316 Pike St
Cincinnati,
OH
US
Originally from Cartersville, Virginia, Elliott Jordan traveled south to pursue his passion, sojourning in Kentucky, where he received his bachelor’s in art and eventually his master’s in arts education. Experienced in portraiture, Jordan has transformed expressive countenances into works of art for more than 40 years, and his work has been displayed from the East to the Midwest—gracing the walls of the Cincinnati City Hall, Kentucky State University, and the historic Harriet Beecher Stowe House in Connecticut. Following a number of inspiring visits to Ghana, Jordan became a collector and dealer of African art, and today he displays and sells African artifacts at his gallery, as well as his own works and gold-framed pizza-delivery menus. He leads a number of painting classes inside the gallery's studio, where students follow along to create unique and colorful creations.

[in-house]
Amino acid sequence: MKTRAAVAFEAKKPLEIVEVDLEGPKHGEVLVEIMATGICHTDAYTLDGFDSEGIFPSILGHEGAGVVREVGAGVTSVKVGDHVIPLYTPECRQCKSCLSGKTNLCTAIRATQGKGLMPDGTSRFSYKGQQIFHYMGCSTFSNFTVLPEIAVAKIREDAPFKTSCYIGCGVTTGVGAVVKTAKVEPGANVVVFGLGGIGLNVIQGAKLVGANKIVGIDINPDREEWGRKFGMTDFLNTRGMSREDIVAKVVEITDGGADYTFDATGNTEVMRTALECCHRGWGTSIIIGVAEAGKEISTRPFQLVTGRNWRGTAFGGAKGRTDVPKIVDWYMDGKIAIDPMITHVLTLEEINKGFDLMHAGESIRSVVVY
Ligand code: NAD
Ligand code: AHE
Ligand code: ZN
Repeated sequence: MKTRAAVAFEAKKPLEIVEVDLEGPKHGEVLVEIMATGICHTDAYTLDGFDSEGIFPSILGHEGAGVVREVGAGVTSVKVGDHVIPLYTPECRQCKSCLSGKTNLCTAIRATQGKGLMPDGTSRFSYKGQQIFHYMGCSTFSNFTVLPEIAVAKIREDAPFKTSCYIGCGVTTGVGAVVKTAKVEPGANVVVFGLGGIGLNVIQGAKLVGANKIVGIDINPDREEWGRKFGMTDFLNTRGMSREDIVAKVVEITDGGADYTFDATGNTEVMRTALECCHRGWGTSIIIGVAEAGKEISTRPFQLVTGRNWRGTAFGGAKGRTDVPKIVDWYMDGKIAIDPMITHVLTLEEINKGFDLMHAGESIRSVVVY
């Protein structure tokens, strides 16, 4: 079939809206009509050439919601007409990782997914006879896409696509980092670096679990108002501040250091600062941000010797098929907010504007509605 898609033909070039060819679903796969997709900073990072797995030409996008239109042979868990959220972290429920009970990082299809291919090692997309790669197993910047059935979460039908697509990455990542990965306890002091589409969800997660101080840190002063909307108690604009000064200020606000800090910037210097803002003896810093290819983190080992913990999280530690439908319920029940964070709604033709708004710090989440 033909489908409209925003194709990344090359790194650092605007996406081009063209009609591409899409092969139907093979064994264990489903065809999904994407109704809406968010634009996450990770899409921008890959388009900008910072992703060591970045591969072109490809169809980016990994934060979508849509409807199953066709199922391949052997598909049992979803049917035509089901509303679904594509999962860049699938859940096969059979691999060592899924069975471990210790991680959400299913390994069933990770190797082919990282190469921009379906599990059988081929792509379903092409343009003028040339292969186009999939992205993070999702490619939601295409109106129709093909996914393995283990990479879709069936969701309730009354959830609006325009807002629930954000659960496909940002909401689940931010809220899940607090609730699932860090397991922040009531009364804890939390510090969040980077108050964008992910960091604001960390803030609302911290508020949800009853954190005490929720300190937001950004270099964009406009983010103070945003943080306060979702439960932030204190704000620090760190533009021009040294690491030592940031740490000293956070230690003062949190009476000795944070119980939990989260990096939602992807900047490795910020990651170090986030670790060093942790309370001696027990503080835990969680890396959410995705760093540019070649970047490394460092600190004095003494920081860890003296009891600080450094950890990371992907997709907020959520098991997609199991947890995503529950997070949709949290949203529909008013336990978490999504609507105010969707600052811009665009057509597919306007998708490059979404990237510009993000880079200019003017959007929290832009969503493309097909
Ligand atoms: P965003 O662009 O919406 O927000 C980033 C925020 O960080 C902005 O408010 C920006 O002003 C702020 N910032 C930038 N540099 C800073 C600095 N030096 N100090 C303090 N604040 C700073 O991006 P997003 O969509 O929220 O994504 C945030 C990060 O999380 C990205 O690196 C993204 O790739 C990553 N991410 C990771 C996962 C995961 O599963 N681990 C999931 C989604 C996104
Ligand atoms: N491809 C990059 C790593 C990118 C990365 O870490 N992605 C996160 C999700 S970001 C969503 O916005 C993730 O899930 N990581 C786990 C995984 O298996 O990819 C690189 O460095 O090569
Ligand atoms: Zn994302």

6113 Ridge Ave
Cincinnati,
OH
US